On the Rise: Steve Bourassa

Nov. 1, 2016

Steve Bourassa

Director of products and pricing | Nokian Tyres Inc. | Age: 37

What was your first job in the industry?

My first job was as a warehouse worker and delivery driver, which helped me better understand the business and work with great people which, in turn, helped me develop and succeed in my role today.

What attracted you to the industry?

I believe that my early obsession with cars drew me into the industry. However, the amazing people that I’ve had the privilege of working with over the years have kept me in the industry.

What is the biggest challenge you’ve faced in your career?

My biggest challenge so far has been finding the position that is the perfect fit for me. I’ve worked in so many different roles and that experience has allowed me to find the best fit. Now I feel like I’m in the position that allows me to integrate my love of cars, industry knowledge, and analytical and presentation skills into my work. I am able to use all of my strongest qualities, which ultimately provides the most value to my co-workers and the company as a whole.

Who has had the biggest influence on your career?

The biggest influence on my career is Scott Johansen. He is not only a mentor, but also a friend. He took the time to show me the ins and outs of the tire business. He opened my eyes up to all of the opportunities there are in our industry.

What is your biggest accomplishment in the industry?

My biggest accomplishment has been my involvement in product development in the North American market. Speaking about the Nokian Rotiiva and Nokian eNtyre product lines, there is nothing quite like watching a product develop from a concept, to launching, and finally, to the end-of-life. This year my team and I launched a new all season product line, the zLine, that will help position Nokian Tyres as a tire maker with a comprehensive suite of products developed to best serve our customers’ needs here in North America. My team and I have the opportunity to leave a tangible mark on the industry with our product development.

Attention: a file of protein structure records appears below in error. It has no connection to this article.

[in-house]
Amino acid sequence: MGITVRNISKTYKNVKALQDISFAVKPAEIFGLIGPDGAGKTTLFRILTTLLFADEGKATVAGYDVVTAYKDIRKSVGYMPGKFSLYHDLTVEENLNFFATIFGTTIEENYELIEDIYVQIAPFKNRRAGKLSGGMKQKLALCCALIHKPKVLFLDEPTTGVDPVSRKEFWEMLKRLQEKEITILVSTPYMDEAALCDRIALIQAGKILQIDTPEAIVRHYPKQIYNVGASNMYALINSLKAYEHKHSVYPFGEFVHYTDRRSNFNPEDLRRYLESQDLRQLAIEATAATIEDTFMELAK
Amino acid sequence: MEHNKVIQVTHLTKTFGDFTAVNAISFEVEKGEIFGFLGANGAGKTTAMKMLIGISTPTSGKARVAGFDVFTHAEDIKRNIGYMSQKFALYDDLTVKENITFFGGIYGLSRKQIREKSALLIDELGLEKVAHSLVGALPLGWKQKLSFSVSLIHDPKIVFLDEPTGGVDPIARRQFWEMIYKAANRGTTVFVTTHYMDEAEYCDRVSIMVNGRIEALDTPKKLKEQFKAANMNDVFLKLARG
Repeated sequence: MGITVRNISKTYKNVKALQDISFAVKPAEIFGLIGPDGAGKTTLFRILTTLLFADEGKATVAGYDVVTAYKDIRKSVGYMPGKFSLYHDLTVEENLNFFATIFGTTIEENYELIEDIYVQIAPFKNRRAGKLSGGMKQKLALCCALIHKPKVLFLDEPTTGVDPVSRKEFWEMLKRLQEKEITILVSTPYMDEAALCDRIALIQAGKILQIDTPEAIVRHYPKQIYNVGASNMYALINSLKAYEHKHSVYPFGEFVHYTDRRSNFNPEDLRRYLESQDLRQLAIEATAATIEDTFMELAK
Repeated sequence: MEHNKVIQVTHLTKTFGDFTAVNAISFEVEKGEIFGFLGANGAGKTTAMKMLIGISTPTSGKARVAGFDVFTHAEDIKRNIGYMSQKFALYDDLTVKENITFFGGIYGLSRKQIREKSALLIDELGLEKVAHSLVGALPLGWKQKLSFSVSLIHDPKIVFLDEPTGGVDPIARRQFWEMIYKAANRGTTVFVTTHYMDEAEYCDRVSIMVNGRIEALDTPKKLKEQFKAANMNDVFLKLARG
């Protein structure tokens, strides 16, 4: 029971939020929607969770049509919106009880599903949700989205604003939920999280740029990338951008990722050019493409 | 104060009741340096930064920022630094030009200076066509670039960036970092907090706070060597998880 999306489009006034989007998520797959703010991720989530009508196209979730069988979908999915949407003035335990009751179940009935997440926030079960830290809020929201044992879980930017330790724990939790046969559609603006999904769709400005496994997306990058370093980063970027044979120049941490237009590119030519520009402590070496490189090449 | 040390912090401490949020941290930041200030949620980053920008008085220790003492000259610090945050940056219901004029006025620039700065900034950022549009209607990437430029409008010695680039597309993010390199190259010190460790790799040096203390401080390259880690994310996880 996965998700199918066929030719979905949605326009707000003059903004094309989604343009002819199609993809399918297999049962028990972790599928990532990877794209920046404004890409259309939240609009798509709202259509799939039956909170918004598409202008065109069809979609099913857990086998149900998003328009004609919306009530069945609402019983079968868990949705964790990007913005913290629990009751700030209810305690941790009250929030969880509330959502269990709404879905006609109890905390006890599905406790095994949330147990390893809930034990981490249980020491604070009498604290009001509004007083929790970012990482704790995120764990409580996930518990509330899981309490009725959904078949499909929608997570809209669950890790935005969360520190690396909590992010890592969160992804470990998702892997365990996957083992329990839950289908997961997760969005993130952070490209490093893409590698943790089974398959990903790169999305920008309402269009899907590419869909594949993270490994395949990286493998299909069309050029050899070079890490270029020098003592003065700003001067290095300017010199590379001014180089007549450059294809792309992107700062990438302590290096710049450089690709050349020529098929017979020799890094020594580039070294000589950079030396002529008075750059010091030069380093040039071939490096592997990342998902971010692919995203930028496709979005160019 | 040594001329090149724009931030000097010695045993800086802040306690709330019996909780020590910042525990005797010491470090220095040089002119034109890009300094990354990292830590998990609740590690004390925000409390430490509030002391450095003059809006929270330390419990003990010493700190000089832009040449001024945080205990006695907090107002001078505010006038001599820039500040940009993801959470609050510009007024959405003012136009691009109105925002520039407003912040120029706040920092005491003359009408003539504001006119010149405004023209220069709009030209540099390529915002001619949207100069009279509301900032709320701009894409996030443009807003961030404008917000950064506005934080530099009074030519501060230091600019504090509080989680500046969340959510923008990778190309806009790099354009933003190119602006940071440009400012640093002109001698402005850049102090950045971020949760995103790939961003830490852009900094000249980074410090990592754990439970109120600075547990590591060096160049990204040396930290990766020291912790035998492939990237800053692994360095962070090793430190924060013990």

What do you expect to be doing 20 years from now?

I expect that I’ll be doing something in the tire business or the automotive industry in 20 years. Perhaps I’ll start a business one day.

What’s the biggest issue facing the industry today?

Educating consumers about the safety and potential environmental benefits of the tires they choose for their vehicle. There is so much more to tires than price and mileage warranties.  Better education might help consumers to make smarter choices.

What’s the one thing you wish someone would have told you before you entered the industry?

An engineering degree, an MBA, or a little race experience would go a long way in this business.

How do you encourage others to enter the industry?

People often don’t realize how big the tire industry can be.  Once people understand how many companies are out there that need good people, it is easy to see that there is a place for everyone in our industry.

Tell us about your family.

Kelly is my beautiful wife of 10 years.  My son, Benjamin, is 9 and my daughter, Sophie, is 7.  We also have a dog that we recently adopted and a cat. 

What’s your favorite weekend activity?

Golfing with friends and hiking with my family are always relaxing and enjoyable. 

What keeps you up at night?

I sleep like a log every night.  I try not to sweat the small stuff.

Tell us something about yourself others might not know.

I love punk rock and skateboarding, even though I’m too old for both.

What’s your guilty pleasure?

Chocolate is my weakness.

Name a talent you wish you had.

I love music, but was not given much talent.  I wish I could get paid to play an instrument and see the world at the same time.

What’s your favorite food?

I could eat pizza every day, but my true love is steak.  

If you could have dinner with anyone, living or dead, who would it be?

A relaxing dinner with Paul McCartney would be interesting.  I could ask him countless questions about his music, philosophy, and life experiences.

If we took your cell phone away and said it would cost you $1,000 to get it back, how long would you survive until you paid the ransom?

A week or two would be a nice holiday from the fancy technology.  As long as some holiday time came with it, I don’t think it would be that much of a struggle.